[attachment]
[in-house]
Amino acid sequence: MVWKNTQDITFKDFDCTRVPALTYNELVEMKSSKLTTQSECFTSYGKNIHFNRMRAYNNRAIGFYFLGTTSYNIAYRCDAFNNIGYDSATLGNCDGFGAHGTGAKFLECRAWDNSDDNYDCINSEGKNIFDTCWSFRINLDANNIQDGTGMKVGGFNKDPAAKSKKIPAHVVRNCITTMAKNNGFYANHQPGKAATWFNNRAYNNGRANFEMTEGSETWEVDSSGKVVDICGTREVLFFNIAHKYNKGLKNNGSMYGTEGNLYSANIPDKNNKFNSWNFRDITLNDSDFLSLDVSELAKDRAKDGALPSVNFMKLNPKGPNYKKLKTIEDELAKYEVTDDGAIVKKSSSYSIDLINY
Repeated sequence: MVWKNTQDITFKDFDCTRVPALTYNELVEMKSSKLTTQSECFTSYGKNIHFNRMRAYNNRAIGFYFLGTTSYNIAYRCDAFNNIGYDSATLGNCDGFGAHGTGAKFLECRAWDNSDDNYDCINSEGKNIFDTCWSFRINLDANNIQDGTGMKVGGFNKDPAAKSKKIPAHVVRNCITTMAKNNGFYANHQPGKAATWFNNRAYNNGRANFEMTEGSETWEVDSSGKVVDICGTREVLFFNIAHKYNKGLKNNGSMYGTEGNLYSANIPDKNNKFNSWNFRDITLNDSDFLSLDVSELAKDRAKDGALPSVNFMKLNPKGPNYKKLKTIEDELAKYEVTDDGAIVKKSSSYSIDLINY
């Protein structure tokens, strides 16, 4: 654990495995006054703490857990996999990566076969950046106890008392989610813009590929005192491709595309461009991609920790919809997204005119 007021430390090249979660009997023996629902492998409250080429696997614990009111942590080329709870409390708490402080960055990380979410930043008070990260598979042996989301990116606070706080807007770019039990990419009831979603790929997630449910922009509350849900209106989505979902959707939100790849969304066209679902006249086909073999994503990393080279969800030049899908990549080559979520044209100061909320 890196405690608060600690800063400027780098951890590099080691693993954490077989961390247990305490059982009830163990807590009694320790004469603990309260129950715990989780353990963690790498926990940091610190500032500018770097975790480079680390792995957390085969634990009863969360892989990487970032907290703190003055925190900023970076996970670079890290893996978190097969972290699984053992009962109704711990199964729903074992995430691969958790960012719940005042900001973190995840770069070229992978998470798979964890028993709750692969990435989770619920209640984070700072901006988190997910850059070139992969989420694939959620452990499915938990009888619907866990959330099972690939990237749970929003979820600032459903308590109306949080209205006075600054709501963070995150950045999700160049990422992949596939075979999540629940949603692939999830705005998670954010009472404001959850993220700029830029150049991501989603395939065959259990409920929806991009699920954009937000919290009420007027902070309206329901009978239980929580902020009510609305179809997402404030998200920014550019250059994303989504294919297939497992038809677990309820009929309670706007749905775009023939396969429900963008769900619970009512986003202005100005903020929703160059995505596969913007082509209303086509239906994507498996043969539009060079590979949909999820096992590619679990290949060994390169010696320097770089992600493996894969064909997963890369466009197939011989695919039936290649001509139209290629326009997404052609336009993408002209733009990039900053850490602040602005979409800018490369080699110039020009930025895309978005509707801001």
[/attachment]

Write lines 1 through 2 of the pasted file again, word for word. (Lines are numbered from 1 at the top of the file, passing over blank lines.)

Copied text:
[in-house]
Amino acid sequence: MVWKNTQDITFKDFDCTRVPALTYNELVEMKSSKLTTQSECFTSYGKNIHFNRMRAYNNRAIGFYFLGTTSYNIAYRCDAFNNIGYDSATLGNCDGFGAHGTGAKFLECRAWDNSDDNYDCINSEGKNIFDTCWSFRINLDANNIQDGTGMKVGGFNKDPAAKSKKIPAHVVRNCITTMAKNNGFYANHQPGKAATWFNNRAYNNGRANFEMTEGSETWEVDSSGKVVDICGTREVLFFNIAHKYNKGLKNNGSMYGTEGNLYSANIPDKNNKFNSWNFRDITLNDSDFLSLDVSELAKDRAKDGALPSVNFMKLNPKGPNYKKLKTIEDELAKYEVTDDGAIVKKSSSYSIDLINY